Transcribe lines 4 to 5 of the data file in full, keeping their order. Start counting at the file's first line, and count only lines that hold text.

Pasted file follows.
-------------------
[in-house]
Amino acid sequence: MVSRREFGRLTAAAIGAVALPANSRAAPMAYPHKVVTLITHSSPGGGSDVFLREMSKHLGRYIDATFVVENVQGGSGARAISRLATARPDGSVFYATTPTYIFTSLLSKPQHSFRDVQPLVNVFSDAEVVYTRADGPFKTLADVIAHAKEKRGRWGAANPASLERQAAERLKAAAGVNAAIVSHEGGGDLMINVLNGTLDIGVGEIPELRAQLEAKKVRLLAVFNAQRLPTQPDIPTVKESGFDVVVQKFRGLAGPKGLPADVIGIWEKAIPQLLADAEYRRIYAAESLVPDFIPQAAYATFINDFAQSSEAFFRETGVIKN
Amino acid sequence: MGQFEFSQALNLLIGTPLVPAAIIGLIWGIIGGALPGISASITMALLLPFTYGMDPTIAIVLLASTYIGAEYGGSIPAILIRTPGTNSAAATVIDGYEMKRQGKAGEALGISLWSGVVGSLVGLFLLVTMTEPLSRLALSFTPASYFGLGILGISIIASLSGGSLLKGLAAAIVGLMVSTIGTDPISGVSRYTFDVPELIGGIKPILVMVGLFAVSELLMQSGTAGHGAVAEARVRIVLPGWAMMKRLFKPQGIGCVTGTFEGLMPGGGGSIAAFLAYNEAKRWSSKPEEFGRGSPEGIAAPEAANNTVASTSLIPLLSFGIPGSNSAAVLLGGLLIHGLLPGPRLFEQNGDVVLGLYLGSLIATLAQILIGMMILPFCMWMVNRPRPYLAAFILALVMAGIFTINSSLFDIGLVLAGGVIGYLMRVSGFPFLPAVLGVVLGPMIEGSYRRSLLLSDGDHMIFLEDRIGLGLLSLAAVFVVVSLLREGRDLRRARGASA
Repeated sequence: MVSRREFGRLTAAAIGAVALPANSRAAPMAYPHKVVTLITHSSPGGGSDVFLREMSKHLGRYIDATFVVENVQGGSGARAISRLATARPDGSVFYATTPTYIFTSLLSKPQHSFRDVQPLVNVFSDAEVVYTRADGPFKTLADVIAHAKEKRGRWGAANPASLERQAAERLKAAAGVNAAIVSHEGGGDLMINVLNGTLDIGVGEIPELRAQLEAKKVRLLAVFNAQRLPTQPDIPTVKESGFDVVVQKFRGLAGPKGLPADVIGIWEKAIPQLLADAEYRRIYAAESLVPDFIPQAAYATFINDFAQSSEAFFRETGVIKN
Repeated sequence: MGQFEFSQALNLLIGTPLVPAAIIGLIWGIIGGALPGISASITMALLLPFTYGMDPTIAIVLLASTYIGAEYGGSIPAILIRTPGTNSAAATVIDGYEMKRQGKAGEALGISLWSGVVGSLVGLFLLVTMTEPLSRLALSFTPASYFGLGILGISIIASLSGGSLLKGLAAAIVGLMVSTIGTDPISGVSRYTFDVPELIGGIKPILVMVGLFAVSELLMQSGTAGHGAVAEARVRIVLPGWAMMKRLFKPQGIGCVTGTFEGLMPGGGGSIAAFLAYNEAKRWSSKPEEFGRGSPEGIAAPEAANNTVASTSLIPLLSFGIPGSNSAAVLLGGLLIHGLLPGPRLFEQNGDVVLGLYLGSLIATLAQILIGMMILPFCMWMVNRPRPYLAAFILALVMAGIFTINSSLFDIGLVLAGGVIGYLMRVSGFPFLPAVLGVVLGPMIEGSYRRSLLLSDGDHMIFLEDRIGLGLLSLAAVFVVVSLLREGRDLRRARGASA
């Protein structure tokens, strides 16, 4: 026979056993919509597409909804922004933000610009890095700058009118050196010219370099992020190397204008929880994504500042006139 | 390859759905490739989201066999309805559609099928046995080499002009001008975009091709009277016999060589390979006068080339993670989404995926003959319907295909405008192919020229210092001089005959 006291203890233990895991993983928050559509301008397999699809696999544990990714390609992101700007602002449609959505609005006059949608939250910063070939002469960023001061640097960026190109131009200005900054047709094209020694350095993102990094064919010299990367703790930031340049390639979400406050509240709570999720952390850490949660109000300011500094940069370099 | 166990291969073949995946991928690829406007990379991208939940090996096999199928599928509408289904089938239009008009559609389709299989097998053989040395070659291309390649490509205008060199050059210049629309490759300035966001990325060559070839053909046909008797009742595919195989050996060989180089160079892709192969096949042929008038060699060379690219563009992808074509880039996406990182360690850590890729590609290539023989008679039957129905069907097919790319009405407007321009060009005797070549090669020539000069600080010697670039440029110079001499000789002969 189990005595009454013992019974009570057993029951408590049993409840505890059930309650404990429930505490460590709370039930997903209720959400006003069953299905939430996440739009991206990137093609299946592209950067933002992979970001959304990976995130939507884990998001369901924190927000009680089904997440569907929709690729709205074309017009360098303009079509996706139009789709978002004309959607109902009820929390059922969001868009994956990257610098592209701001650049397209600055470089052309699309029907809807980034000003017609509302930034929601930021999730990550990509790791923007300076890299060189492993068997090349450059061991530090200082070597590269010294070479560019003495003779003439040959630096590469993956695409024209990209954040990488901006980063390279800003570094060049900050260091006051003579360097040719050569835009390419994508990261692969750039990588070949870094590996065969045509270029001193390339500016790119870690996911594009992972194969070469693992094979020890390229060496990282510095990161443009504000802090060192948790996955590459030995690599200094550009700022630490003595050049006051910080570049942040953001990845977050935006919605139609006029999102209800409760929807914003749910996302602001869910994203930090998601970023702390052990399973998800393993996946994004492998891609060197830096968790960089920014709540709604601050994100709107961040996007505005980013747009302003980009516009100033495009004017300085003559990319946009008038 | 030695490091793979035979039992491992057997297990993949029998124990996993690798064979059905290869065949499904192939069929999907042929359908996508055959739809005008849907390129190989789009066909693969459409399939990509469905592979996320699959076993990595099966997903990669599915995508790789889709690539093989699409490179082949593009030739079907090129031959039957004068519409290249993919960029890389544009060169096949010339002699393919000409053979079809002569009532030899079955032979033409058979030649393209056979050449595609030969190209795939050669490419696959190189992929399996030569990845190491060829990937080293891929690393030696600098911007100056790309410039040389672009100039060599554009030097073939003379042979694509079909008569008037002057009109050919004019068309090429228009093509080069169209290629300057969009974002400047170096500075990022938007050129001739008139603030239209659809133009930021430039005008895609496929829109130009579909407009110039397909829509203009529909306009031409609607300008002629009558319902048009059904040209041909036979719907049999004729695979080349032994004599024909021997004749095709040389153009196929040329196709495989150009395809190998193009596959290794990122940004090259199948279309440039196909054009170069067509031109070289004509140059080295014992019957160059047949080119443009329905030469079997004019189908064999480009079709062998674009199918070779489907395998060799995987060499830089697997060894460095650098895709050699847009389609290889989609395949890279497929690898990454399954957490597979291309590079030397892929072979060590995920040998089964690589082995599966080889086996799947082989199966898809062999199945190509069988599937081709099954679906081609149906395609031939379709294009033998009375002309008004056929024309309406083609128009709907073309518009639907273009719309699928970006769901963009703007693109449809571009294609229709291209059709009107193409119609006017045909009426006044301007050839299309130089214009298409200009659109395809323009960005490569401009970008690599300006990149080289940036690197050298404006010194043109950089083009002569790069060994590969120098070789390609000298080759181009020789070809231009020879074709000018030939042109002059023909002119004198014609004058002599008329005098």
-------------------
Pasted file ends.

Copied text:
Repeated sequence: MVSRREFGRLTAAAIGAVALPANSRAAPMAYPHKVVTLITHSSPGGGSDVFLREMSKHLGRYIDATFVVENVQGGSGARAISRLATARPDGSVFYATTPTYIFTSLLSKPQHSFRDVQPLVNVFSDAEVVYTRADGPFKTLADVIAHAKEKRGRWGAANPASLERQAAERLKAAAGVNAAIVSHEGGGDLMINVLNGTLDIGVGEIPELRAQLEAKKVRLLAVFNAQRLPTQPDIPTVKESGFDVVVQKFRGLAGPKGLPADVIGIWEKAIPQLLADAEYRRIYAAESLVPDFIPQAAYATFINDFAQSSEAFFRETGVIKN
Repeated sequence: MGQFEFSQALNLLIGTPLVPAAIIGLIWGIIGGALPGISASITMALLLPFTYGMDPTIAIVLLASTYIGAEYGGSIPAILIRTPGTNSAAATVIDGYEMKRQGKAGEALGISLWSGVVGSLVGLFLLVTMTEPLSRLALSFTPASYFGLGILGISIIASLSGGSLLKGLAAAIVGLMVSTIGTDPISGVSRYTFDVPELIGGIKPILVMVGLFAVSELLMQSGTAGHGAVAEARVRIVLPGWAMMKRLFKPQGIGCVTGTFEGLMPGGGGSIAAFLAYNEAKRWSSKPEEFGRGSPEGIAAPEAANNTVASTSLIPLLSFGIPGSNSAAVLLGGLLIHGLLPGPRLFEQNGDVVLGLYLGSLIATLAQILIGMMILPFCMWMVNRPRPYLAAFILALVMAGIFTINSSLFDIGLVLAGGVIGYLMRVSGFPFLPAVLGVVLGPMIEGSYRRSLLLSDGDHMIFLEDRIGLGLLSLAAVFVVVSLLREGRDLRRARGASA